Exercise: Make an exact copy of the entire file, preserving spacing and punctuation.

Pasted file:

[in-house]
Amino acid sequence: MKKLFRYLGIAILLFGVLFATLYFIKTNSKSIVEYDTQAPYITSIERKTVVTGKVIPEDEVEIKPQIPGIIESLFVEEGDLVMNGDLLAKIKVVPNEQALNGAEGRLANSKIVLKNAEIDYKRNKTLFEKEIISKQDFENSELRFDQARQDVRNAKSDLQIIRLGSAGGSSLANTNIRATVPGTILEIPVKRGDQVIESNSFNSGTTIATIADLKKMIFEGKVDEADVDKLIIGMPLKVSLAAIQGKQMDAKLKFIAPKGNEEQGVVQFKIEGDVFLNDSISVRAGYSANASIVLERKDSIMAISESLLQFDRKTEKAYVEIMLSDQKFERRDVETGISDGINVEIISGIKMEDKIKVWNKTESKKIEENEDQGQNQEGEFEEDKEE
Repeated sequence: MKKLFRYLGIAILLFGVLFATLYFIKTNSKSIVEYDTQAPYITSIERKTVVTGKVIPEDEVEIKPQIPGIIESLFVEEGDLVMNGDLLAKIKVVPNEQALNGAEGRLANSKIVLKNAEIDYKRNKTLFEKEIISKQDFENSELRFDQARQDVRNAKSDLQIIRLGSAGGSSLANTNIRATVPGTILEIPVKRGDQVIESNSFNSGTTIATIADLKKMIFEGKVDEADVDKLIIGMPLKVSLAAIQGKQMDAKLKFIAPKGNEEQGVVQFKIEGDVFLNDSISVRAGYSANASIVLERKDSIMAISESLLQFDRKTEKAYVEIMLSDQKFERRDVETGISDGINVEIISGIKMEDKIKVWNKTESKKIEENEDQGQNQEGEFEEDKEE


[in-house]
Amino acid sequence: MKKLFRYLGIAILLFGVLFATLYFIKTNSKSIVEYDTQAPYITSIERKTVVTGKVIPEDEVEIKPQIPGIIESLFVEEGDLVMNGDLLAKIKVVPNEQALNGAEGRLANSKIVLKNAEIDYKRNKTLFEKEIISKQDFENSELRFDQARQDVRNAKSDLQIIRLGSAGGSSLANTNIRATVPGTILEIPVKRGDQVIESNSFNSGTTIATIADLKKMIFEGKVDEADVDKLIIGMPLKVSLAAIQGKQMDAKLKFIAPKGNEEQGVVQFKIEGDVFLNDSISVRAGYSANASIVLERKDSIMAISESLLQFDRKTEKAYVEIMLSDQKFERRDVETGISDGINVEIISGIKMEDKIKVWNKTESKKIEENEDQGQNQEGEFEEDKEE
Repeated sequence: MKKLFRYLGIAILLFGVLFATLYFIKTNSKSIVEYDTQAPYITSIERKTVVTGKVIPEDEVEIKPQIPGIIESLFVEEGDLVMNGDLLAKIKVVPNEQALNGAEGRLANSKIVLKNAEIDYKRNKTLFEKEIISKQDFENSELRFDQARQDVRNAKSDLQIIRLGSAGGSSLANTNIRATVPGTILEIPVKRGDQVIESNSFNSGTTIATIADLKKMIFEGKVDEADVDKLIIGMPLKVSLAAIQGKQMDAKLKFIAPKGNEEQGVVQFKIEGDVFLNDSISVRAGYSANASIVLERKDSIMAISESLLQFDRKTEKAYVEIMLSDQKFERRDVETGISDGINVEIISGIKMEDKIKVWNKTESKKIEENEDQGQNQEGEFEEDKEE